Most of your firm’s clients probably fall into the category of “small business.” As you well know, these companies need lots of on-going support and guidance from their CPA.
The AICPA has launched a microsite: www.cpapowered.org to help these millions of small businesses around the country. The new site is FULL of valuable videos and resource guides beneficial to both new and experienced small business owners.
Be sure to check out the informational videos page. I especially like – Why a CPA! page.
Share this resource with your entire team and have them spread the word to your valuable clients.
If you want to lift yourself up, lift up someone else.
When BlackRock, the world’s largest asset manager, evaluates potential stock purchases, its managers look at all the usual financial metrics. Guess what they also look at… something difficult to assess – employee sentiment.
If employees are happy a company seems the perform much better. No surprise there.
If YOUR employees are happy, they will take excellent care of your clients and your firm will thrive.
I can absolutely sense it when I visit firms. Sometimes, people seem very serious, rather gloomy. Think of Eeyore (Oh me, oh my…). In other firms, there is laughter, smiling, joking – – you can feel happiness and camaraderie.
This morning, do some MBWA (managing by wandering around). Try to capture a sense of how people feel. Sure, this time of year they will be very busy and somewhat stressed. How do they dispel that stress, through whining or through laughter?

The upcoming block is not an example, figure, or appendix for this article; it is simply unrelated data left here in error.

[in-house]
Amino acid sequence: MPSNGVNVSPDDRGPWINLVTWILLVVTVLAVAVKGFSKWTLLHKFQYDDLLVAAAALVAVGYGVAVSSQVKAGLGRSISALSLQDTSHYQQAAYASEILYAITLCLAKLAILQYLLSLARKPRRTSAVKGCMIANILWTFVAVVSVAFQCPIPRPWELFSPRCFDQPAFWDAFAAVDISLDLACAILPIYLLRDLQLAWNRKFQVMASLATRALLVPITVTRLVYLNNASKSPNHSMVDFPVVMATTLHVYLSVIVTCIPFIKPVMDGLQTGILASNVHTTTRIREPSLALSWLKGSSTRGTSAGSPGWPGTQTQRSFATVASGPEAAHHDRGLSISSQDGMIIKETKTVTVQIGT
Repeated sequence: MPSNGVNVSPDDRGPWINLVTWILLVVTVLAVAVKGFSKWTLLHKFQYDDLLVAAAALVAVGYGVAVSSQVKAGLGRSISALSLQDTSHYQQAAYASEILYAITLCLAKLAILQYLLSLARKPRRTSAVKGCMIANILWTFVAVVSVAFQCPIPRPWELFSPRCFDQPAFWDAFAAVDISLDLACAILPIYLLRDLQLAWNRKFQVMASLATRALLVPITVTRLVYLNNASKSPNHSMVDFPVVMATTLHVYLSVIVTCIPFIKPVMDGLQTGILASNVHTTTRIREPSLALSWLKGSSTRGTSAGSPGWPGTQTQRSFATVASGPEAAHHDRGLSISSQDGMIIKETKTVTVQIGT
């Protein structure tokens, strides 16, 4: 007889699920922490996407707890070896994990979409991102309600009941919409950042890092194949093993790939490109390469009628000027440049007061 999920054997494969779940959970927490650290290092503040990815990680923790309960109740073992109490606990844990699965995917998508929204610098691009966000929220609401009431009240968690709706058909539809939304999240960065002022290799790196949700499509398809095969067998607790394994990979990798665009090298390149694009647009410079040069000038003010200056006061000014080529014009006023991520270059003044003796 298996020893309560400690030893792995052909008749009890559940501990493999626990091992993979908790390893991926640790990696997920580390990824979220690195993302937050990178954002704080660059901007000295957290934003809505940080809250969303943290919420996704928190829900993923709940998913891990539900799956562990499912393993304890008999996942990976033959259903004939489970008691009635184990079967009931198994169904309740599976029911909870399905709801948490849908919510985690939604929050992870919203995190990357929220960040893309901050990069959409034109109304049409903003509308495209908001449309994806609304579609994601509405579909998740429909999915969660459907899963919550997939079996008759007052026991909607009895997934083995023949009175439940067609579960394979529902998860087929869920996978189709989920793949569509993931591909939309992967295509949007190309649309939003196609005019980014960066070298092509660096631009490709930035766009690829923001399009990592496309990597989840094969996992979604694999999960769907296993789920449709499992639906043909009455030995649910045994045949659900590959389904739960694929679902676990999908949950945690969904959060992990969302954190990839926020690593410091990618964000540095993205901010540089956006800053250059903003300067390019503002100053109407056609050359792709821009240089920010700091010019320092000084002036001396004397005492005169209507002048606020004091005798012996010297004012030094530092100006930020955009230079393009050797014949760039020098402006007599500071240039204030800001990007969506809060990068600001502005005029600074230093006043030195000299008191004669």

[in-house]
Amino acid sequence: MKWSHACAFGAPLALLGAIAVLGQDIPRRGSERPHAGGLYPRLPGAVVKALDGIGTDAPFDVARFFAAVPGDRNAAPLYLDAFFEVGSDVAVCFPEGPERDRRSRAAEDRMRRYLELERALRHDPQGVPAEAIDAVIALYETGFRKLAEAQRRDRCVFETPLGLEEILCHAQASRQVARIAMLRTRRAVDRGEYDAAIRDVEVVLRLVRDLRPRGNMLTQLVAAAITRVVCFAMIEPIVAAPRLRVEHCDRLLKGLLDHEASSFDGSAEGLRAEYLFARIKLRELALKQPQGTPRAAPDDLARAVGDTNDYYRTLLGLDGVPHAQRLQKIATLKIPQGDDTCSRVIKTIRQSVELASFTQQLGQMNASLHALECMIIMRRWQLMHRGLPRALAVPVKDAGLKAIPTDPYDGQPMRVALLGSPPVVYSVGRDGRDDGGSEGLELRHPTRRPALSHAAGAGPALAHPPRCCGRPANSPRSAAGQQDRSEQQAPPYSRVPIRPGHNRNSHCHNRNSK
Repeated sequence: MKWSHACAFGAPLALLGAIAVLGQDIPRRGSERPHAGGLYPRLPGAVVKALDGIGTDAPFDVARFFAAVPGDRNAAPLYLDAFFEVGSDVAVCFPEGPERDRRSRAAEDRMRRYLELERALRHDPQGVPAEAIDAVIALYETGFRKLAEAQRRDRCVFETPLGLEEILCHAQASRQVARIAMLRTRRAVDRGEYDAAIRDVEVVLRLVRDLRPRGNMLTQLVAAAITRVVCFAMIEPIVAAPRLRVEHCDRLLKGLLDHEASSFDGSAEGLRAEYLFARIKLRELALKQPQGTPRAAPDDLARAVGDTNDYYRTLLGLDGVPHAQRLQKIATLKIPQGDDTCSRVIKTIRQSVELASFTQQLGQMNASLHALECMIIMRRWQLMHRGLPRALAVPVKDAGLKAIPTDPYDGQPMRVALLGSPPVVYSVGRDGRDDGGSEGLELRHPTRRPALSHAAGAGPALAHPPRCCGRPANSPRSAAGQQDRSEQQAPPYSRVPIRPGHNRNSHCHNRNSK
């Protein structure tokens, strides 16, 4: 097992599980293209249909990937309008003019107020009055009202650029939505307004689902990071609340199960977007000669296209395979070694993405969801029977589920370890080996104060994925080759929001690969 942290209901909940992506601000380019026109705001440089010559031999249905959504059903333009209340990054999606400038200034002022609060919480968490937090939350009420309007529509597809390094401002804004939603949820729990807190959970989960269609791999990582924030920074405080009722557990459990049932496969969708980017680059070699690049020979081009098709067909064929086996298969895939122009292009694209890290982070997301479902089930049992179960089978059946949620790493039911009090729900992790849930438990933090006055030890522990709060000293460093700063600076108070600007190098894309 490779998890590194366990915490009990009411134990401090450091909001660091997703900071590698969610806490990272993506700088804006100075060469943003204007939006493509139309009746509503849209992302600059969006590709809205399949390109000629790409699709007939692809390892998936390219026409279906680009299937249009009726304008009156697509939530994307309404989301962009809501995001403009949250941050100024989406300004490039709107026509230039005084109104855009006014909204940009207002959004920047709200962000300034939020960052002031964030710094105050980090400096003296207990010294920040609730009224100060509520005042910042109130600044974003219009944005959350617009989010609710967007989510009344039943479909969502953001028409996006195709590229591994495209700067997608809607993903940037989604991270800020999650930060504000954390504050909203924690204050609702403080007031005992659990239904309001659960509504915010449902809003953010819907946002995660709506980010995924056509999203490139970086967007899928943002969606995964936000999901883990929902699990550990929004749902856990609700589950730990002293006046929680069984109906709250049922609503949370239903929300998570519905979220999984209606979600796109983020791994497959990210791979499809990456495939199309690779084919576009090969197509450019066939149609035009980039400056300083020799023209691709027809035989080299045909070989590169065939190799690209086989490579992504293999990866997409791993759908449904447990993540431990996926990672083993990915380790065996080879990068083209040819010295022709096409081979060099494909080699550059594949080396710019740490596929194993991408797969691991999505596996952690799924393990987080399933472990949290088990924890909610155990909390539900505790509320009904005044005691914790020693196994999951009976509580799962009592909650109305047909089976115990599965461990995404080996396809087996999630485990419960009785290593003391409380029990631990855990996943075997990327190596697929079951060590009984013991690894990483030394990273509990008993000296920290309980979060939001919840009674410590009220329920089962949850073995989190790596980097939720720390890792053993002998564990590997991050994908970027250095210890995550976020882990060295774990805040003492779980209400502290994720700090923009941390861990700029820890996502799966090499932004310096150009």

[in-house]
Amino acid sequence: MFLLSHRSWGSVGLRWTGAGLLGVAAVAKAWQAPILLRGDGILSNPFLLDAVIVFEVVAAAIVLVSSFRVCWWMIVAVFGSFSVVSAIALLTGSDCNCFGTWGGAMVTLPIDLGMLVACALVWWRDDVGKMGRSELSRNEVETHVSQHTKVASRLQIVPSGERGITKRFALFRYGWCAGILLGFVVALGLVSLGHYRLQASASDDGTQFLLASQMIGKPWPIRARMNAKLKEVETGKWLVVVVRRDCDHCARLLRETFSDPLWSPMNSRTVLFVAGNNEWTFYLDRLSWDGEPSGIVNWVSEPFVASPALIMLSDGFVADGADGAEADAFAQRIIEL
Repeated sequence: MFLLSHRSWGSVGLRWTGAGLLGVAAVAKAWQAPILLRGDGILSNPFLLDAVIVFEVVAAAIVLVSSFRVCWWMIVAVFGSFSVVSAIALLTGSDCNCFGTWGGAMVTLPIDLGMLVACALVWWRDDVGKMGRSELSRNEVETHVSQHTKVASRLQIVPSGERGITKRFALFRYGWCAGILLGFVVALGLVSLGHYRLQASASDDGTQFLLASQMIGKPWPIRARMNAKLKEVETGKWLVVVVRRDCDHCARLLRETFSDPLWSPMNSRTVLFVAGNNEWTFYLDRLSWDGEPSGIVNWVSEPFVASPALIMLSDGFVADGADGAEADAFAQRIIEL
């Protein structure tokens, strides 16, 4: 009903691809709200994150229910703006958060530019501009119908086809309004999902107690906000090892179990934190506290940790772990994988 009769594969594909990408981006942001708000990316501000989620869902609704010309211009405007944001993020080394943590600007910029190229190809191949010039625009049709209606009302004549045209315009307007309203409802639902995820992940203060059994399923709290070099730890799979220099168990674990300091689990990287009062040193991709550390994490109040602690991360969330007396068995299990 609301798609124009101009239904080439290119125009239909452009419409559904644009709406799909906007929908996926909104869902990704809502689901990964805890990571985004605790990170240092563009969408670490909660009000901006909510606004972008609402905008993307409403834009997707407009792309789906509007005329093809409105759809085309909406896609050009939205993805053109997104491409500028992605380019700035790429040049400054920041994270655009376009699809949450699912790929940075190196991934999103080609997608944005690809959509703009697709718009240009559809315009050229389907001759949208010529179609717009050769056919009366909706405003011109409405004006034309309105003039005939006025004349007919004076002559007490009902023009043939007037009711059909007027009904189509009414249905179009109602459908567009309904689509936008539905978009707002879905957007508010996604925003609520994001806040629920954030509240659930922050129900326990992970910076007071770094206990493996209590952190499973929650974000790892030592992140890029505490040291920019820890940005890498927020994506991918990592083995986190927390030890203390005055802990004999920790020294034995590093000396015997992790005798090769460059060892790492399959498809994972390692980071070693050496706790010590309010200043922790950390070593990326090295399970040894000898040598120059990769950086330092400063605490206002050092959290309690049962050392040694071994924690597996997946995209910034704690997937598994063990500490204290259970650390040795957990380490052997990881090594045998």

To win in the marketplace you must first win in the workplace.
After you read his column, take some action so that the same clients won’t abuse you next year. I always think about something David Maister stressed – – – Why would you work for clients you don’t even like? Many CPA firms continue to serve clients that make everyone in the office cringe.
In my experience, most partners are willing, and even eager, to “fire” clients…. but only those on the other partners’ list of clients. So, year after year partners talk about out-placing certain clients but never seem to get around to doing it.
Here’s an easy way to identify the clients who need to go – – ask all staff members to submit three client names that need to be fired. Compile the votes and out-place the top three. Do this every year.
Yes, some firms do fire high-revenue clients. They are not worth the risk or the headaches. And, in this time of talent wars, it’s not worth losing talented people because of clients behaving badly.
Jeffrey Gitomer focuses on sales. If you are a CPA, you are a salesperson! So, learn to be a great one! I hope you follow Gitomer and absorb just some of what he promotes!
I became acquainted with his stuff when, many years ago, I read his book, The Little Gold Book of YES! Attitude. I bought copies for my firm’s entire administrative team. Maybe you should, too.
I have read almost every one of his books since then. Sure, he’s “sales” but what he says certainly applies to CPA professionals and their teams.
I think this video is a great message for YOU.
How do you know when to give up on a prospective client? Do they fail to respond to your proposal?
Keep in mind that you are building a relationship, not just making a sale. Take JUST TWO MINUTES to listen to Gitomer. He’s talking about demonstrating value and about not being defensive when following-up – – be offensive.
Why do they want to buy? Are you just hoping?
You should already know when they want to buy, how much they want to pay and that you’re “their person!”
I hope you are wondering about what your clients think. Surveys tell us that CPA clients often state that they would like their CPA to be more proactive. Maybe they will be looking elsewhere for service later this year.
I know of no more encouraging fact than the unquestionable ability of man to elevate his life by conscious endeavor.
I talk a lot about processes and procedures, some people call them protocols; some call them systems. They are the guidelines established (after much research and discussion) inside your firm to efficiently get the work out the door.